It is my understanding that this paradox of seemingly sufficient in the diet, yet low plasma levels, can in part be explained by the fact that there are eight different-forms of pyridoxine; it is in reality a family of vitamins and each of them is important in its own right. They are found in widely divergent foods and have many dissimilar functions.
Read more about this complex subject at frailty and vitamin B6. The trick is not to get neurotic about whether you have had sufficient pyridoxine-glucoside today; you would go mad, but rather to enjoy a wide range of foods.
One of the problems with supplements is that most likely they contain only one of these forms of vitamin-B6. Solgar for example, a popular brand contains only pyridoxine HCl. What about the other seven?
Folate is the last of the vitamins we will be discussing in relation to homocysteine and hip fracture. However, it has far-reaching benefits into many other areas of the body too, notably prevention of neural-tube defects like cleft palate and spina bifida; and the formation of healthy red blood cells.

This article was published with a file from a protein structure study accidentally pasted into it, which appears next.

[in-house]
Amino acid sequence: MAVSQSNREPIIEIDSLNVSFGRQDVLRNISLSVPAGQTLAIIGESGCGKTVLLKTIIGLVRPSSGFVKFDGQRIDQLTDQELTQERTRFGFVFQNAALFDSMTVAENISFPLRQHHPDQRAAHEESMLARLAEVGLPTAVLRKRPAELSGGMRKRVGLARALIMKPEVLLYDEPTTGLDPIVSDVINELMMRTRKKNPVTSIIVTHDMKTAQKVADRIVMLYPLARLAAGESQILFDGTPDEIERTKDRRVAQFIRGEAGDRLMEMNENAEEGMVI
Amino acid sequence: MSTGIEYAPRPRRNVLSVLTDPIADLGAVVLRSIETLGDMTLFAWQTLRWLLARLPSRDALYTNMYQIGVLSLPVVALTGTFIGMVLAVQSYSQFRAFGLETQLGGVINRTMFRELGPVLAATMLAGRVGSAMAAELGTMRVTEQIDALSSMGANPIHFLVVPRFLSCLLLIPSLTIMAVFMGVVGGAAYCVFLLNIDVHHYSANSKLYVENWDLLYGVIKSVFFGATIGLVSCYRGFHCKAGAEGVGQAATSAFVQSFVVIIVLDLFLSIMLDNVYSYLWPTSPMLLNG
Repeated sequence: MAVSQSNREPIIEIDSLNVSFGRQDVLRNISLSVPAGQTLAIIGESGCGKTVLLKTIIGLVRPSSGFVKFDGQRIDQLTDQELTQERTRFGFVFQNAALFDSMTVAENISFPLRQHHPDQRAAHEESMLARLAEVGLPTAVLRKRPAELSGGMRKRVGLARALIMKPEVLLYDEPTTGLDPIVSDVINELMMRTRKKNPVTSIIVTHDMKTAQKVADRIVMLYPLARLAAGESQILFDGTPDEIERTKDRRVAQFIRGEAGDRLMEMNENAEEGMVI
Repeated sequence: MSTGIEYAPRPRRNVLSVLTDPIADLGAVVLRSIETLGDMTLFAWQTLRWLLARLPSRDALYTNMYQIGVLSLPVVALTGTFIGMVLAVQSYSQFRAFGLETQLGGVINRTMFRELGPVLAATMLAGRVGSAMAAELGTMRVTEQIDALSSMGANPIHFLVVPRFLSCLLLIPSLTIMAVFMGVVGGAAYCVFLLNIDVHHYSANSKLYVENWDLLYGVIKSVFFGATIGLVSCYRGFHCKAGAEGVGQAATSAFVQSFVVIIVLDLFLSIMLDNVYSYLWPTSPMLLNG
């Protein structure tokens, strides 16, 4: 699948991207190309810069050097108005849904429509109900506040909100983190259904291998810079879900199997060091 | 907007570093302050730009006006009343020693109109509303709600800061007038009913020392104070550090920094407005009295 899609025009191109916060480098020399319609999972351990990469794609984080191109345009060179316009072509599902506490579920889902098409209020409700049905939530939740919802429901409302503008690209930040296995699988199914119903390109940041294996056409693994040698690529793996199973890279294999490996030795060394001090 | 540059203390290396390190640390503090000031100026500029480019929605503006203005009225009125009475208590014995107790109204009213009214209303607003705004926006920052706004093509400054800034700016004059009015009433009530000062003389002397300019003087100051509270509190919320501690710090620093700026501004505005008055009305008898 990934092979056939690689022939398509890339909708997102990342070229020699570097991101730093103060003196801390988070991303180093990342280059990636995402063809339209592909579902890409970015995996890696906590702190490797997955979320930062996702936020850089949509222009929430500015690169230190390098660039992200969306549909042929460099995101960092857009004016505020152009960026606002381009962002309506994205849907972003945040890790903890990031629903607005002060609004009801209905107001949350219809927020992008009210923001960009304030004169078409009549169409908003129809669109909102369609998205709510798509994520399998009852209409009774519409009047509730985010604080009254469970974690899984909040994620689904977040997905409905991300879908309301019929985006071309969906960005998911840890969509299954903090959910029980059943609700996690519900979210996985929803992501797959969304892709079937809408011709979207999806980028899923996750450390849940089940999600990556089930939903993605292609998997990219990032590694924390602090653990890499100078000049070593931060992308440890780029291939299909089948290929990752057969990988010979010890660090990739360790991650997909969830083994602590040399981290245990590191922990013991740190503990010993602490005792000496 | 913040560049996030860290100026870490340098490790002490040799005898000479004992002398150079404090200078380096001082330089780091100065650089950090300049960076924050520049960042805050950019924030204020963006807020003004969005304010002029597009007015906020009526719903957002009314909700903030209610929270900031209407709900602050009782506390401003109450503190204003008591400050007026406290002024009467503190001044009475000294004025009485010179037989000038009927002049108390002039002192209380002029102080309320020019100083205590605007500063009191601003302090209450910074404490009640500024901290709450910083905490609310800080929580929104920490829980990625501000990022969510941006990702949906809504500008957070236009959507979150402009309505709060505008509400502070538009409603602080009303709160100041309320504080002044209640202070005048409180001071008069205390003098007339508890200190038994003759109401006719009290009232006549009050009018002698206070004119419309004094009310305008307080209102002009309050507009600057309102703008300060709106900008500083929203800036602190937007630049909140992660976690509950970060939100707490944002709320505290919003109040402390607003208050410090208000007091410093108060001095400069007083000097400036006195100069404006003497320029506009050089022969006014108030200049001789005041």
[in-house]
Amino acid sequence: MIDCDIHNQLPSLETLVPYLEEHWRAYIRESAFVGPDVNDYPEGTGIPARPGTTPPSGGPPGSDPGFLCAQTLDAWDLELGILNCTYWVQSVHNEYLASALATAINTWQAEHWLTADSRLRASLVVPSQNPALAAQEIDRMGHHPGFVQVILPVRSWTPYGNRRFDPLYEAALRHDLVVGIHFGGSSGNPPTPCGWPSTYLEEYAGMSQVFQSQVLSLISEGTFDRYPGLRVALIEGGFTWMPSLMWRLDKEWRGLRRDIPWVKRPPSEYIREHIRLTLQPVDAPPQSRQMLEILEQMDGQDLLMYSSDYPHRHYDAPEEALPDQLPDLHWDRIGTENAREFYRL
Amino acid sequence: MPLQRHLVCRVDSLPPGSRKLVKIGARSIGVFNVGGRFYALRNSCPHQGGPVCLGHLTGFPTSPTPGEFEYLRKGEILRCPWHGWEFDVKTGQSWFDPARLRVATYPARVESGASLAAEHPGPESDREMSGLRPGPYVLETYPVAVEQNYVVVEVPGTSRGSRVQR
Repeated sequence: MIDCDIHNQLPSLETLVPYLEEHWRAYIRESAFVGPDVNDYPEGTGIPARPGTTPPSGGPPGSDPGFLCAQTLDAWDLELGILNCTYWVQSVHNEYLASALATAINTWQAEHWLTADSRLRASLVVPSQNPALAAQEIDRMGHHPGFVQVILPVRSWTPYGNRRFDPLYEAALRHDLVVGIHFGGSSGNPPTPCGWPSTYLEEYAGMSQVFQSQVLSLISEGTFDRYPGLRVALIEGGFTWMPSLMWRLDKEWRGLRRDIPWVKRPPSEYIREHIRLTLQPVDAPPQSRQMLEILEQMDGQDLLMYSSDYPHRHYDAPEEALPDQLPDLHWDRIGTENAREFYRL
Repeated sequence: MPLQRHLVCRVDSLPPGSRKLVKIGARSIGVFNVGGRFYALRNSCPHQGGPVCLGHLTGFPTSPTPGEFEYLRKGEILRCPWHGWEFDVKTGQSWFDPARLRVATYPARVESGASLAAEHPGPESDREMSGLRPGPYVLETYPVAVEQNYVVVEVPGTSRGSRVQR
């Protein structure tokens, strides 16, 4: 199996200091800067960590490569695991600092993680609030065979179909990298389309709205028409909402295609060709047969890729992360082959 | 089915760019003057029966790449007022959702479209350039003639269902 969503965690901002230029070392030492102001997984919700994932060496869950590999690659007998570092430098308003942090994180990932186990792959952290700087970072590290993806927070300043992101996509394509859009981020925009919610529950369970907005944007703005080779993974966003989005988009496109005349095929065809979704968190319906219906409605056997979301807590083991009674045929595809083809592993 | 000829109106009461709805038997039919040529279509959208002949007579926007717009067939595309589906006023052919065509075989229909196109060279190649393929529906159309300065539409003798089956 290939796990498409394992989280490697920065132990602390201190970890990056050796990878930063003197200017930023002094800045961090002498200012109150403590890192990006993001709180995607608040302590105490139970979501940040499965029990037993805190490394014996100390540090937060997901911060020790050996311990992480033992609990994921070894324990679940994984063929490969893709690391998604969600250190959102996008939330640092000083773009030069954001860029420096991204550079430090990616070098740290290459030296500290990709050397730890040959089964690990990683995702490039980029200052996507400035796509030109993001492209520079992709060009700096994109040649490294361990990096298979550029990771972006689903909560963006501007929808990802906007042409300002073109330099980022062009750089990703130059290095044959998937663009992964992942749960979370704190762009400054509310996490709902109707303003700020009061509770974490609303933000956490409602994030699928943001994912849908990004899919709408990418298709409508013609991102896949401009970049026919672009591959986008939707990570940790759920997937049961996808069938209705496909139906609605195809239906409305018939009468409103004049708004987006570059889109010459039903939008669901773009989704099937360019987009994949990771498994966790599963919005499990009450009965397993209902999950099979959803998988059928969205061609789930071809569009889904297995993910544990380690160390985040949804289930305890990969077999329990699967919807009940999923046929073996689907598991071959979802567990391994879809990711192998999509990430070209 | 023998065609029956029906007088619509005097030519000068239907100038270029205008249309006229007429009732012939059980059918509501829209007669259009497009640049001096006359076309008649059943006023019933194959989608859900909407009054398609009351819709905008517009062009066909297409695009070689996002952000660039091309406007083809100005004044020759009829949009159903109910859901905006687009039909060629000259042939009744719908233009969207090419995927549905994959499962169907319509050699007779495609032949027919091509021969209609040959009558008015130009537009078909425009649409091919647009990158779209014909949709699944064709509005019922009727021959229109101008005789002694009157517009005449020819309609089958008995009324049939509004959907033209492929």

The richest sources are your legumes like lentils and chickpeas, and the dark-green leafy vegetables such as broccoli, spinach and kale.
There are many different forms of folate so to be getting adequate amounts we need again to be enjoying a wide range of foods.
Our authentic hummus recipe enjoyed liberally on a green salad will take you a long way home.
Wheat bran makes up about 15% of the whole grain. Most is removed in the milling process and 90% goes to animal feed; only the food snobs actively seek out unrefined flour.
Bran contains the following amounts per 100 grams.
Using 100% real flour when baking bread contributes an enormous quantity of the nutrients required to break down homocysteine and help prevent hip fractures.
The bran is also where very important phytonutrients called lignans are found; they help prevent serious conditions like breast tumours and cardiovascular disease.
This blog entitled what are lignans discusses the complex subject in layman's terms.
Often when a loved one has passed on, the surviving spouse could not be bothered to cook for him or herself. This is when they are particularly likely to be deficient in one or more of these vitamins and minerals that are so important in the prevention of a devastating hip fracture.
Simple balancing exercises done daily also help to prevent a fall. See newsletter #53 for more specifics.
The take home from all of this complex science is that the elderly in particular need to be eating more greens, and in fact a wide range of coloured foods.
Adding to that legumes and whole grains as in this fried bulgur with turmeric you should have adequate protection from the risk of homocysteine and hip fracture.